#TeachX17 left me with several excellent take-aways in terms of ideas and techniques worth pursuing in course design. One particular example is the idea of students as producers of content. This project or assignment type gives students an active role in their learning, and a unique opportunity for creativity and a chance to synthesize knowledge from the real world. In addition to a new perspective, students also come away with practical skills for building and creating lessons, or demonstrations, using multimedia tools.
A prime example comes from an course long project in the Chicago Field Studies course offered by Weinberg School of Arts and Sciences, called Working Stories. Students equipped with a handheld field recorder interview professionals about their work, and students consider what work might mean to other people and to themselves. This is only one step in a 5-step project timeline. The project culminates in editing the up to one hour recording down to a 5-10 minute narrative of themes that align with course readings and other materials. Projects are then shared, optionally, on the project website Working Stories.
A second example for this type of real world application comes from within SPS Distance Learning in the form of a peer review assignment wherein students use short multimedia projects to enhance dynamic demonstrations and peer interaction. Students working asynchronously record demonstrations of everyday uses of upper extremity body parts to perform mundane tasks and describe the motion of the activity, and how it affects nerve stimulation to muscle fibers in those parts. Peers then review each other’s demonstrations and comment on the completeness and accuracy of their description of the upper extremity motor task.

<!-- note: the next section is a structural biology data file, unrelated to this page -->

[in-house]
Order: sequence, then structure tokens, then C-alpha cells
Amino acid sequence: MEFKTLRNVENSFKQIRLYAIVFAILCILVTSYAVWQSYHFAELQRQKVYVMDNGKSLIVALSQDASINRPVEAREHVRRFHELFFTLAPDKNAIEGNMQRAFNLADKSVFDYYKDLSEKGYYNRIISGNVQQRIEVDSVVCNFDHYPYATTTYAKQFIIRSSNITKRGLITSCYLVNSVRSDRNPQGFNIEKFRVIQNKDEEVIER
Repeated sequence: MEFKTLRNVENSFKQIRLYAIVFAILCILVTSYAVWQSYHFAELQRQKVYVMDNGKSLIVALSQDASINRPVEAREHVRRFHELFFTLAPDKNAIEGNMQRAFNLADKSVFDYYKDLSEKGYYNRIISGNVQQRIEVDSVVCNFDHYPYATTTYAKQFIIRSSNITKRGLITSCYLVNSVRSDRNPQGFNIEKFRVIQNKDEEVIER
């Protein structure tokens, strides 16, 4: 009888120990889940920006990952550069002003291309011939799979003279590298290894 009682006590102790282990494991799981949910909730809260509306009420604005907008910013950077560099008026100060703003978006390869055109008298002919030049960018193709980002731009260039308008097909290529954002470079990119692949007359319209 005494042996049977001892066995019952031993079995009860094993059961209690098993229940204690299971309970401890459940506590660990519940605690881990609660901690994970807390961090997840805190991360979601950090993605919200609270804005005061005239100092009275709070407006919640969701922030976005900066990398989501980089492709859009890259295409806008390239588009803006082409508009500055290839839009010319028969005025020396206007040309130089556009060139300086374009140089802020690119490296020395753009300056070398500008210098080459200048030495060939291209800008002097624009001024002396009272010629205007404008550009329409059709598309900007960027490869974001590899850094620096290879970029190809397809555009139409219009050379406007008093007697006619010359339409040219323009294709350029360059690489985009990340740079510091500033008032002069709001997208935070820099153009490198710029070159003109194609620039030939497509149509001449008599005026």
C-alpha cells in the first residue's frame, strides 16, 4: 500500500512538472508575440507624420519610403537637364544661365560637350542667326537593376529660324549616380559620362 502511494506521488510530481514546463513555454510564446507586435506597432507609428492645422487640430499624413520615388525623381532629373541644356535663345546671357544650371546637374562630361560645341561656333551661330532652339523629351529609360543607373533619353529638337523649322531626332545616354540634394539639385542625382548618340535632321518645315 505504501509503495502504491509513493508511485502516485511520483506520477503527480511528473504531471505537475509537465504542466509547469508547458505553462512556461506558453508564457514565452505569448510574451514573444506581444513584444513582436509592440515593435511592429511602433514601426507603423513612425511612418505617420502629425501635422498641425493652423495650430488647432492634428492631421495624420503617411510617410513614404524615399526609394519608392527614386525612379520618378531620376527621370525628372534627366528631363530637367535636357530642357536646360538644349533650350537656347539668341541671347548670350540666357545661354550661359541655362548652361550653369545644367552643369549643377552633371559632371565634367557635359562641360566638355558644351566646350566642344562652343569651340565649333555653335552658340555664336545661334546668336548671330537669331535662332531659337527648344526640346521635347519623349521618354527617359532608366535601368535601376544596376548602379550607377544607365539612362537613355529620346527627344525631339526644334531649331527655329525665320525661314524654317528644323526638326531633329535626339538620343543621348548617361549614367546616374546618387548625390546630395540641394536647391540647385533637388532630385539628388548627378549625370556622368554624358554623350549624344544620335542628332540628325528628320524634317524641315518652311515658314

TEACHx 2017 was my second time attending and first time presenting at a TEACHx event. I was a co-presenter along with SPS Faculty Charlene Blockinger, Learning Designer Brian Runo, and guest presenter Duncan Moore. The presentation, Diversity and Its Discontents: A Readers Theater for the Classroom, demonstrated how a synchronous, on-campus class activity was adapted for an asynchronous, online course. As the Instructional Technologist working on the project, I helped consider the resources and skills of the student participants. With additional assistance from Northwestern IT as part of an ETTF project, we determined a simple set of activities to test during the first iteration of the course, as well as potential enhancements through advanced data visualization and analysis in the future. The TEACHx audience inquired about adapting this type of activity for other subject matter. The tools needed to adapt this activity to one’s own needs are widely available and simple to use, but the underlying stories needed for engaging Readers Theater performances require expert knowledge of both the subject matter and scriptwriting and storytelling techniques; something that can be learned but requires lots of practice. That should not deter anyone from trying it out, or asking for further guidance.
As an attendee, I enjoyed seeing the Instructure video tool, Arc, demonstrated in Jillana Enteen’s Reimagining Imagining the Internet: Fiction, Film, and Theory presentation and follow-up consultation session that I moderated. As the amount of available tools to produce time-based media increase, I’m excited to have a role finding new uses for them at Northwestern.
TeachX has proven once again that it is an amazing source of knowledge for instructional designers, technologists, faculty, and nearly everyone else within higher education. I co-presented in the Diversity and Its Discontents: A Readers Theater for the Classroom where we discussed the challenges of converting an on-ground activity into an online-only activity. One of the biggest challenges during this project was the asynchronous nature of online learning and the synchronous nature of the assignment and how to best maintain the efficacy the project. As an attendee, I found one of the gamification workshops where the focus was on integrating a geography exercise in the beginning and was able to learn more about how it has improved student’s abilities to understand geography and geopolitical issues. I’m very happy to have taken part in TeachX and learn from other professionals to better hone my skills.